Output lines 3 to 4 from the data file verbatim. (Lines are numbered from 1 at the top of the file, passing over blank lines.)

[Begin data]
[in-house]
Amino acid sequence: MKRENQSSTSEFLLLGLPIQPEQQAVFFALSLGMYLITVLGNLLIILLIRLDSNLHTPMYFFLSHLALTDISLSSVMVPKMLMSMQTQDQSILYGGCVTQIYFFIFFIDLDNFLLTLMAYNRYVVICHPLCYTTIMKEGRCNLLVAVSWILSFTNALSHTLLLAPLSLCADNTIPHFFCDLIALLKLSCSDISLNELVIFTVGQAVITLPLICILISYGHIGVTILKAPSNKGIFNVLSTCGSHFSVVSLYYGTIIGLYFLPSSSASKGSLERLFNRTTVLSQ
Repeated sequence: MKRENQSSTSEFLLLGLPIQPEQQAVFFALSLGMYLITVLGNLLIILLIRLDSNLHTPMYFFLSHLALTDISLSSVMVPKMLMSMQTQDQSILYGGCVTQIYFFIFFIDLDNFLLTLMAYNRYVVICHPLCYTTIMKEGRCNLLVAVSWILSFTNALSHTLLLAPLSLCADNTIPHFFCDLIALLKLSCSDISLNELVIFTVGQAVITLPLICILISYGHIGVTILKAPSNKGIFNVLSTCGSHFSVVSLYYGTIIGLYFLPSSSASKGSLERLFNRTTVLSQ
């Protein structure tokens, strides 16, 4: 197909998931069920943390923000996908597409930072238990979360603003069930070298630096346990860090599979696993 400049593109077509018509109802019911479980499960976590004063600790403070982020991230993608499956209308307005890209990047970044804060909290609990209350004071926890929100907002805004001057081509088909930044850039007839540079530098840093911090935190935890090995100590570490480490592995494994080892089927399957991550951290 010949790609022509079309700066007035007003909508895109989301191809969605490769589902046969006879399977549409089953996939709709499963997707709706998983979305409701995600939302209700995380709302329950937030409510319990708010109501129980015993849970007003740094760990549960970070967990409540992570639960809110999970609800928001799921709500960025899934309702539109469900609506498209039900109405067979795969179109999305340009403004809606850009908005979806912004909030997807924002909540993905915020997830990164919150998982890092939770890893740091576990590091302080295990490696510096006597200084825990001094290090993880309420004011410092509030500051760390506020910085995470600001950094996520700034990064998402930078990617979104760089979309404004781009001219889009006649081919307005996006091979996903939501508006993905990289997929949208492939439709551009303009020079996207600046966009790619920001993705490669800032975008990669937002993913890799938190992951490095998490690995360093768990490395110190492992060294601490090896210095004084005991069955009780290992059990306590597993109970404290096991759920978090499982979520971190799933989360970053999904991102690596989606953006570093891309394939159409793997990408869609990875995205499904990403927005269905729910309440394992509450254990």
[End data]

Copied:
Repeated sequence: MKRENQSSTSEFLLLGLPIQPEQQAVFFALSLGMYLITVLGNLLIILLIRLDSNLHTPMYFFLSHLALTDISLSSVMVPKMLMSMQTQDQSILYGGCVTQIYFFIFFIDLDNFLLTLMAYNRYVVICHPLCYTTIMKEGRCNLLVAVSWILSFTNALSHTLLLAPLSLCADNTIPHFFCDLIALLKLSCSDISLNELVIFTVGQAVITLPLICILISYGHIGVTILKAPSNKGIFNVLSTCGSHFSVVSLYYGTIIGLYFLPSSSASKGSLERLFNRTTVLSQ
């Protein structure tokens, strides 16, 4: 197909998931069920943390923000996908597409930072238990979360603003069930070298630096346990860090599979696993 400049593109077509018509109802019911479980499960976590004063600790403070982020991230993608499956209308307005890209990047970044804060909290609990209350004071926890929100907002805004001057081509088909930044850039007839540079530098840093911090935190935890090995100590570490480490592995494994080892089927399957991550951290 010949790609022509079309700066007035007003909508895109989301191809969605490769589902046969006879399977549409089953996939709709499963997707709706998983979305409701995600939302209700995380709302329950937030409510319990708010109501129980015993849970007003740094760990549960970070967990409540992570639960809110999970609800928001799921709500960025899934309702539109469900609506498209039900109405067979795969179109999305340009403004809606850009908005979806912004909030997807924002909540993905915020997830990164919150998982890092939770890893740091576990590091302080295990490696510096006597200084825990001094290090993880309420004011410092509030500051760390506020910085995470600001950094996520700034990064998402930078990617979104760089979309404004781009001219889009006649081919307005996006091979996903939501508006993905990289997929949208492939439709551009303009020079996207600046966009790619920001993705490669800032975008990669937002993913890799938190992951490095998490690995360093768990490395110190492992060294601490090896210095004084005991069955009780290992059990306590597993109970404290096991759920978090499982979520971190799933989360970053999904991102690596989606953006570093891309394939159409793997990408869609990875995205499904990403927005269905729910309440394992509450254990």